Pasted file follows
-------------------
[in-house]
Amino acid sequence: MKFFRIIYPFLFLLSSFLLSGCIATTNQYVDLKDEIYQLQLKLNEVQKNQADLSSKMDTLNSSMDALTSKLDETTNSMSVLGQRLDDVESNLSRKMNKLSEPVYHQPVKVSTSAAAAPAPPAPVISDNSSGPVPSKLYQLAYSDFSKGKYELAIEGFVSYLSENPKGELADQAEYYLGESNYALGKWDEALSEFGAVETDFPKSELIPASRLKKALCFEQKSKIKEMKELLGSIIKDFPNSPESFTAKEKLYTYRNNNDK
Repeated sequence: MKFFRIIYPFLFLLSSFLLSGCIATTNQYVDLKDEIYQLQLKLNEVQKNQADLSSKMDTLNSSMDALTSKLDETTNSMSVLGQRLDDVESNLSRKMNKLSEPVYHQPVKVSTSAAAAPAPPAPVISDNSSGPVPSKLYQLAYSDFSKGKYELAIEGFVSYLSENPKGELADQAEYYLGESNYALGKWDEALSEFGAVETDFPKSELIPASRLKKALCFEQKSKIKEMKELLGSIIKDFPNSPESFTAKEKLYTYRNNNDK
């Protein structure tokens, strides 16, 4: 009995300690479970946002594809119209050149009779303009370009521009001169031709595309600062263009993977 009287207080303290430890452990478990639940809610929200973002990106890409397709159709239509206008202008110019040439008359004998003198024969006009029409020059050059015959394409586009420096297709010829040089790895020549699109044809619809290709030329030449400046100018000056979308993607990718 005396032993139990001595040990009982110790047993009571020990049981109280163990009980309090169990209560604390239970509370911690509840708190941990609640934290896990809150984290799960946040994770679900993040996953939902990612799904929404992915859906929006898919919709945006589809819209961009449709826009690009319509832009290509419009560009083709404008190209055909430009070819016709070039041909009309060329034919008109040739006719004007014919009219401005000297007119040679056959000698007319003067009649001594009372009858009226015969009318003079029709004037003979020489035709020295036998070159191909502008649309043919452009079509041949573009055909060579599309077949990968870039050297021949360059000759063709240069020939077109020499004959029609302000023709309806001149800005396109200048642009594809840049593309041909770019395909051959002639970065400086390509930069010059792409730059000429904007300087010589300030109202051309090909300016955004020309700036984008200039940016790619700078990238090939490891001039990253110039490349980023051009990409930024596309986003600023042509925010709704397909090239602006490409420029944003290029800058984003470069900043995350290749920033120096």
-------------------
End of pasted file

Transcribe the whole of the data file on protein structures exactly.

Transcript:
[in-house]
Amino acid sequence: MKFFRIIYPFLFLLSSFLLSGCIATTNQYVDLKDEIYQLQLKLNEVQKNQADLSSKMDTLNSSMDALTSKLDETTNSMSVLGQRLDDVESNLSRKMNKLSEPVYHQPVKVSTSAAAAPAPPAPVISDNSSGPVPSKLYQLAYSDFSKGKYELAIEGFVSYLSENPKGELADQAEYYLGESNYALGKWDEALSEFGAVETDFPKSELIPASRLKKALCFEQKSKIKEMKELLGSIIKDFPNSPESFTAKEKLYTYRNNNDK
Repeated sequence: MKFFRIIYPFLFLLSSFLLSGCIATTNQYVDLKDEIYQLQLKLNEVQKNQADLSSKMDTLNSSMDALTSKLDETTNSMSVLGQRLDDVESNLSRKMNKLSEPVYHQPVKVSTSAAAAPAPPAPVISDNSSGPVPSKLYQLAYSDFSKGKYELAIEGFVSYLSENPKGELADQAEYYLGESNYALGKWDEALSEFGAVETDFPKSELIPASRLKKALCFEQKSKIKEMKELLGSIIKDFPNSPESFTAKEKLYTYRNNNDK
């Protein structure tokens, strides 16, 4: 009995300690479970946002594809119209050149009779303009370009521009001169031709595309600062263009993977 009287207080303290430890452990478990639940809610929200973002990106890409397709159709239509206008202008110019040439008359004998003198024969006009029409020059050059015959394409586009420096297709010829040089790895020549699109044809619809290709030329030449400046100018000056979308993607990718 005396032993139990001595040990009982110790047993009571020990049981109280163990009980309090169990209560604390239970509370911690509840708190941990609640934290896990809150984290799960946040994770679900993040996953939902990612799904929404992915859906929006898919919709945006589809819209961009449709826009690009319509832009290509419009560009083709404008190209055909430009070819016709070039041909009309060329034919008109040739006719004007014919009219401005000297007119040679056959000698007319003067009649001594009372009858009226015969009318003079029709004037003979020489035709020295036998070159191909502008649309043919452009079509041949573009055909060579599309077949990968870039050297021949360059000759063709240069020939077109020499004959029609302000023709309806001149800005396109200048642009594809840049593309041909770019395909051959002639970065400086390509930069010059792409730059000429904007300087010589300030109202051309090909300016955004020309700036984008200039940016790619700078990238090939490891001039990253110039490349980023051009990409930024596309986003600023042509925010709704397909090239602006490409420029944003290029800058984003470069900043995350290749920033120096």